Round off to the quarter hour

I am experimenting with a time tracking script. I want to record the current time and then click a button and have it subtract the current time from the start time to get the amout of time worked. I did a search here and couldn’t find if anyone had come up with a simple solution to round off this number to the nearest quarter hour. I would always round up so hopefully it would be easy. I can think of a way with multiple “if theTime is greather than 0 but less than .25 then set theTime to 0.25” kinds of statements but I wondered if anyone already had some cool code to do this efficently.

I would post my script but really I am in the early planning stages so I don’t have much to post…

Browser: Safari 419.3
Operating System: Mac OS X (10.4)

Alright. I have some code now. I got this far but I already got stuck:

set StartTime to (do shell script "date +%H%M")
with timeout of 9999 seconds
	display dialog "Click OK when finished task.")
end timeout
set EndTime to (do shell script "date +%H%M")
set FinalTime to (EndTime - StartTime)

Using the shell script already rounds off to the minute so I don’t have to worry about seconds. So, if you started at 8:30, the start time would be 0830, and then ended at 11:40 (1140), the FinalTime would be 310 by the calculation. What I want is 1) it to round up to the quarter hour, and 2) end up with a decimal value of hours. In this example, I want to end up with 3.25.

Has anyone figured this type of thing out already before I spend a ton of time coming up with a formula…

Browser: Safari 419.3
Operating System: Mac OS X (10.4)

If you use shell time as you have, you have to do some parsing to untangle hours and minutes, since the time difference in your example is not 310 minutes - you need a common unit, not a combined one.

Having said that, why not use StopWatch which is in ScriptBuilders.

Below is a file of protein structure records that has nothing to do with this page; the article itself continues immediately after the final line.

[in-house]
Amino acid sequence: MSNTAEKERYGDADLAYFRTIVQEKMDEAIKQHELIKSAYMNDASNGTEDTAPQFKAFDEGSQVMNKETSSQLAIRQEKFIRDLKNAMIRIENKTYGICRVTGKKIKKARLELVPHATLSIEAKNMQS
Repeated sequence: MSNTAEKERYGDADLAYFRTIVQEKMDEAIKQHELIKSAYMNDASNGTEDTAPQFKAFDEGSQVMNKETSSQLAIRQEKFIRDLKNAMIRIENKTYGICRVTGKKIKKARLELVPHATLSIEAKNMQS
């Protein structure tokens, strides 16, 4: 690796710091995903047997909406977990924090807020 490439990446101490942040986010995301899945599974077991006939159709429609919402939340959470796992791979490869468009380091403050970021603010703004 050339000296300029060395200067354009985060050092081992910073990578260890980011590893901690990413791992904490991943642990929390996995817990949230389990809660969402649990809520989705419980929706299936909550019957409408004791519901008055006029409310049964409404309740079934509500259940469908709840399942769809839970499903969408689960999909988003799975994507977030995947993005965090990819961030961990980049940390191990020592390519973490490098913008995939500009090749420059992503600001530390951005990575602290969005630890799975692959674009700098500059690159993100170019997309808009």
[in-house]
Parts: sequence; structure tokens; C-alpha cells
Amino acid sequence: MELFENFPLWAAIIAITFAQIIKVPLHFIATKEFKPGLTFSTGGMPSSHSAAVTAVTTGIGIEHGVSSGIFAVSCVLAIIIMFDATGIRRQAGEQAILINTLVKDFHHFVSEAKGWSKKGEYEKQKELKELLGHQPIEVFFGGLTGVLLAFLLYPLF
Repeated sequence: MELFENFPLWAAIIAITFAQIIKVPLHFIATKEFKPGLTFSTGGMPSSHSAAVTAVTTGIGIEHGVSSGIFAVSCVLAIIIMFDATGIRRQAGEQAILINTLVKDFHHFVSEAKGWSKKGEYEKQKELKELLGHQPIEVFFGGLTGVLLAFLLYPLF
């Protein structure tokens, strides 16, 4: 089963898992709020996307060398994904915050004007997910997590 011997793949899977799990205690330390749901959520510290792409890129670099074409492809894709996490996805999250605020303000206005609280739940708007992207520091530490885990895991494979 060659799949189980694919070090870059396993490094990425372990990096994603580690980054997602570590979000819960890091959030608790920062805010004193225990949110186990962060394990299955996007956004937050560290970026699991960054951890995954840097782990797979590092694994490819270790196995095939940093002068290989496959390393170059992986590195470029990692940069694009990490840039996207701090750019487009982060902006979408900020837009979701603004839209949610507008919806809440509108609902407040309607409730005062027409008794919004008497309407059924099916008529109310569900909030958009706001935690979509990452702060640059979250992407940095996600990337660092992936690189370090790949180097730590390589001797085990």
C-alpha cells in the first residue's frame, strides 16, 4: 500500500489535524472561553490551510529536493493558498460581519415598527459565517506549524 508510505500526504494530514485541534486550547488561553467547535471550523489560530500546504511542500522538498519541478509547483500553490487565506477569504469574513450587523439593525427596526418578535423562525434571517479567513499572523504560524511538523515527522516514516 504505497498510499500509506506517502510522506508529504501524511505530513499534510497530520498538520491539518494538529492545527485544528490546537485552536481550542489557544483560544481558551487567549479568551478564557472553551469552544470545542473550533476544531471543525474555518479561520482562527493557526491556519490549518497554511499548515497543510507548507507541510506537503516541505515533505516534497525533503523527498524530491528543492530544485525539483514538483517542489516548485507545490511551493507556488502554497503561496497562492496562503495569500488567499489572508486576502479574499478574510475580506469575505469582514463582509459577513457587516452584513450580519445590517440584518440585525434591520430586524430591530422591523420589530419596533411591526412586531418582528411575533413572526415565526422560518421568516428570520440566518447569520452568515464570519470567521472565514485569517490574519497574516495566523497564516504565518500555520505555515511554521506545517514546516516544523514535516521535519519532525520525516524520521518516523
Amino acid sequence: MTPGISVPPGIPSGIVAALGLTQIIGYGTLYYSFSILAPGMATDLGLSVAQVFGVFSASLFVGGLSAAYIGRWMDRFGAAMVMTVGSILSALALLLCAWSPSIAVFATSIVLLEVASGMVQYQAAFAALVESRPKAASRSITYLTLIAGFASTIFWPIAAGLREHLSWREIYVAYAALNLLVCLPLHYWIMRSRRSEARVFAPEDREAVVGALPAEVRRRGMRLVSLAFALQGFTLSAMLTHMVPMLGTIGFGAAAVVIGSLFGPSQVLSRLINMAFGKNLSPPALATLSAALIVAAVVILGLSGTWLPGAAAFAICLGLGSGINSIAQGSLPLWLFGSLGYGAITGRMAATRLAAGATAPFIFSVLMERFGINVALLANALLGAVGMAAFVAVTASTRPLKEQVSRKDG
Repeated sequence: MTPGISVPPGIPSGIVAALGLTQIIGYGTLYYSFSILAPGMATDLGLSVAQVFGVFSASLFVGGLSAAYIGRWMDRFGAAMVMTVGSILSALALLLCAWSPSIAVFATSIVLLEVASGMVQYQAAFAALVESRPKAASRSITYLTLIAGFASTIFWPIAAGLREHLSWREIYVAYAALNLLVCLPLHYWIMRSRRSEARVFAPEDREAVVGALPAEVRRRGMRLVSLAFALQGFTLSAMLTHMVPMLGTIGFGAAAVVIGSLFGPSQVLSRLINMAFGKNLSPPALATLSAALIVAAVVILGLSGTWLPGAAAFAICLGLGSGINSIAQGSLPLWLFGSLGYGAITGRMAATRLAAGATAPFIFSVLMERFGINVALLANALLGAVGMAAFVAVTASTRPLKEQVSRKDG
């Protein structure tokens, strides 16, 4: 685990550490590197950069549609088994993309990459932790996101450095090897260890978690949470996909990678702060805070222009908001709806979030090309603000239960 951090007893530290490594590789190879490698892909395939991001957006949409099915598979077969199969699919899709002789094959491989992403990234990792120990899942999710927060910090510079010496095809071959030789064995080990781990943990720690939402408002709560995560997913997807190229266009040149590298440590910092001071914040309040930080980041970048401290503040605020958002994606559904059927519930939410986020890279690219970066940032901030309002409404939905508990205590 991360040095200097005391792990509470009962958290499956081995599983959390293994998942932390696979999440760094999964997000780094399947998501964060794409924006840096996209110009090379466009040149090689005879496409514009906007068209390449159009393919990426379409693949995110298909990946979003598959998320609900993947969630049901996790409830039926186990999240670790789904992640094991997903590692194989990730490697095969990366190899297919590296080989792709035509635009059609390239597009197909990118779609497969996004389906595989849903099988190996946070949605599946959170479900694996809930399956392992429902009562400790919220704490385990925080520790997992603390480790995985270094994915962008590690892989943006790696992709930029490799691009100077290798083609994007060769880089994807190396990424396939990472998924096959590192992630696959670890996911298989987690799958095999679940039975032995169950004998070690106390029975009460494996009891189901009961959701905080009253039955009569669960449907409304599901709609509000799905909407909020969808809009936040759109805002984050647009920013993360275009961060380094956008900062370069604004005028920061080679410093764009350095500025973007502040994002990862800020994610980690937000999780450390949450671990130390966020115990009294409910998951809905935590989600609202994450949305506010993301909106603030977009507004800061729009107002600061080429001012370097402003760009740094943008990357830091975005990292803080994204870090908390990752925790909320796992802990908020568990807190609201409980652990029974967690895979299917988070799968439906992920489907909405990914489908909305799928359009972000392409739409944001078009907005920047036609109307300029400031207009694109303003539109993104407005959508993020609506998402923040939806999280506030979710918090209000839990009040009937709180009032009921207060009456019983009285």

something like this

set StartTime to (current date)
with timeout of 9999 seconds
	display dialog "Click OK when finished task."
end timeout
set EndTime to (current date)
tell (EndTime - StartTime) to set {hr, mn} to {it div 3600, (it mod 3600) / 60}
set mn to ((round mn / 15 rounding up) * 15) / 60
set FinalTime to hr + mn
set hoursWorked to ((current date) - startTime) / hours
if (hoursWorked mod 0.25 > 0.0) then set hoursWorked to (hoursWorked + 0.25) div 0.25 * 0.25

Cool. That’s just what I was looking for. I don’t know how long it would have taken me to get there.

Thanks a lot.

Browser: Safari 419.3
Operating System: Mac OS X (10.4)

Doh! What was I thinking of? :rolleyes:

set hoursWorked to ((current date) - StartTime + 899) div 900 * 900 / hours

When I started to answer this post yesterday, my thought was: “No matter how I do this (similar to your first go), Nigel will come in with one that blows me a way with arcane numbers”. Thanks for living up to expectations - your second post redeemed you. :smiley:

pi / ((date "Monday 1 January 2001 00:00:00") - (get date "Tuesday 1 January 1901 00:00:00"))
--> 9.95510638828616E-10

pi / ((date "Saturday 1 January 2101 00:00:00") - (get date "Monday 1 January 2001 00:00:00"))
--> 9.95537895170715E-10

((220 as yards as centimeters as number) / (2 * weeks)) * minutes
--> 0.997857142857

Hmmm. Close! :slight_smile:

Those are the only two I recall. When I was learning to search in Fortran II approximately an eon ago, I wrote a program to search for unity relationships like that for a bunch of common constants.:lol:

An beguiling thought: some computer the size of a house taking a week of university time to work out each relationship. No wonder there’s global warming! :lol:

By the way, “Doh!” again:

set hoursWorked to ((current date) - StartTime + 899) div 900 / 4

900 seconds is, of course, a quarter of an hour. Divving by that gives the number of complete quarter hours in the time being divved. Adding 900 before the div would always increase the result by 1 (quarter of an hour), so it would always be rounded up rather than down. Adding 899 instead prevents exact multiples of 900 from being rounded up.

If it were desired not to credit an extra quarter-of-an-hour’s work when the button was clicked a mere second or so after a quarter-hour boundary, the addition amount could be reduced even further. An addition of 450 would round the result to the “nearest” quarter of an hour using the “.5 rounds up” convention.

It belonged to the Department, and was only the size of (and roughly the shape of) a large home freezer, or a washer and dryer side by side :o. Of course that doesn’t count the card punches, card sorter, Card reader, and a huge chain printer, all on a raised floor in an air conditioned room ;). And, btw, I had free use of it from 3 AM until 6 AM 3 nights a week. :frowning: